Genetics, aging and photodamage degrade the collagen and elastin in your skin, two proteins responsible for giving your skin its elasticity. Aging also slows down new collagen and elastin production, causing sagging skin, wrinkles, and fine lines.
Face masks can help tighten your skin and enable you to appear younger by rejuvenating loose or aging skin. However, choosing the best kind of face mask depends on your skin type and the right combination of ingredients proven to be effective at encouraging collagen production and tightening the skin.
The weird and wonderful world of face masks has blossomed in recent years.
Where once people stuck to creams and clays, they're now venturing into enzymes, charcoal, and sheet masks.
Face masks are one of the little pleasures in life — like buying sparkly cocktails or unzipping your high waist jeans once you get home. But do face masks even do anything? We know that they feel great and give you some hardcore luxurious feelings. I mean, think of the usual tradition that involves a face mask.
Not many of us slap it on as we're rushing around, trying to get out the door. It's a pampering kind of experience. Usually, candles are involved, or a glass of wine. You're generally in your most favourite sweatpants, and plans were probably (excitedly) cancelled, meaning you have nothing to do all evening but sloth around and finish all the frozen food in your freezer.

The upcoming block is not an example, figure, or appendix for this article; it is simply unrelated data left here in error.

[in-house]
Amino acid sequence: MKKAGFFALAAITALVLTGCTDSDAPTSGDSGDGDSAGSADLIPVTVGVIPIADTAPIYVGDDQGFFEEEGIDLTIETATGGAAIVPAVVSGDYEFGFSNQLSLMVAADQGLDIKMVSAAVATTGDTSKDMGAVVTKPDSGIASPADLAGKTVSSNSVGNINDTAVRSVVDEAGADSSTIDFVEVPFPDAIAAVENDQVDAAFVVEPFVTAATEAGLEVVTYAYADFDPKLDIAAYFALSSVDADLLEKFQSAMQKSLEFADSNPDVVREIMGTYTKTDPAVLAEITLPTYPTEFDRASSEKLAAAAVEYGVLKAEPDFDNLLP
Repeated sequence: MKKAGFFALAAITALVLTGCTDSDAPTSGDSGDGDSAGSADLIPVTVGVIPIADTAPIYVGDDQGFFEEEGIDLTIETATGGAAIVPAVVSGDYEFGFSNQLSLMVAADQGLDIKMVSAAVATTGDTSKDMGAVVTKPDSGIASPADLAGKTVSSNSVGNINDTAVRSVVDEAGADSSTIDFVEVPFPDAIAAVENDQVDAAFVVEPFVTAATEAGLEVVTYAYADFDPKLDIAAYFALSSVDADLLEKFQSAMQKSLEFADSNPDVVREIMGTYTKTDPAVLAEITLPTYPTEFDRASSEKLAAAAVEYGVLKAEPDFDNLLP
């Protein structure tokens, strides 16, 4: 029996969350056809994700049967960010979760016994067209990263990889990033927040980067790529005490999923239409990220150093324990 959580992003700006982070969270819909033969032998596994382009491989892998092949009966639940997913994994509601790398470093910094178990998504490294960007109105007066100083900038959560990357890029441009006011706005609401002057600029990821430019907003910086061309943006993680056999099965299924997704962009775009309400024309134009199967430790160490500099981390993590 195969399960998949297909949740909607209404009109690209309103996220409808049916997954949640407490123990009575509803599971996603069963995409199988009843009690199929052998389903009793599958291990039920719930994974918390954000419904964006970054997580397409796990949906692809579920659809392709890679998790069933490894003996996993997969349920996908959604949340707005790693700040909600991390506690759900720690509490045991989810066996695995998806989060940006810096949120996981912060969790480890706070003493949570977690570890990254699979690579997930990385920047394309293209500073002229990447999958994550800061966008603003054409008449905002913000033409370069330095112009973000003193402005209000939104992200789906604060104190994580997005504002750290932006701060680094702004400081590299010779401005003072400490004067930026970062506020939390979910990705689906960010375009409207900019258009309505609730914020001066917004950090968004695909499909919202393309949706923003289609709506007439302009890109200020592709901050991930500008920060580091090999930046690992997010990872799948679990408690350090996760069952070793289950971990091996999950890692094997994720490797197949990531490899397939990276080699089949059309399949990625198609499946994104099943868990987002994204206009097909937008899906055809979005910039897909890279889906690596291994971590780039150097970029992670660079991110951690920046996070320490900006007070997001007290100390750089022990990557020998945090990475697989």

What Are Masks?
Face masks are great additions to any skincare routine to target specific skincare concerns. Masks can help hydrate skin, remove excess oils and help improve the appearance of pores—while providing a relaxing, spa-like experience at home.
How Do Masks Work?
Face masks are occlusive—meaning they blanket the skin, delivering benefit ingredients to improve the appearance and or quality of the skin. Always apply a face mask to clean, dry skin, so you're not layering a face mask over dirt and bacteria.
Wash face, moisturize face, apply makeup. Skincare is simple, right?
There's nothing wrong with a basic skincare routine, especially if it's working. But if you're one of the millions of Americans plagued by skin conditions from acne to redness, you may be looking for a skincare boost. And unfortunately, professional skin care procedures, such as facials, can be pricey.
This is where face masks come in, offering intense skin treatment for a fraction of the cost.
The "magic" behind face masks is simple, explains Dr. Ditre. "The ingredients from a face mask are kept longer in contact with your skin because of the occlusion phenomenon of the mask on your skin."
The mask traps the moisture or ingredient in the skin and creates a film that helps to either hydrate, moisturize, dry or exfoliate the skin depending on the ingredients used and its purpose. Therefore, face masks allow ingredients to penetrate better into your skin in a short amount of time. Whether it's salicylic acid for acne, vitamin C for fine lines or retinoid for brightening dark spots, a face mask can offer a more concentrated dose and more intense version of its ingredients than other forms of applications.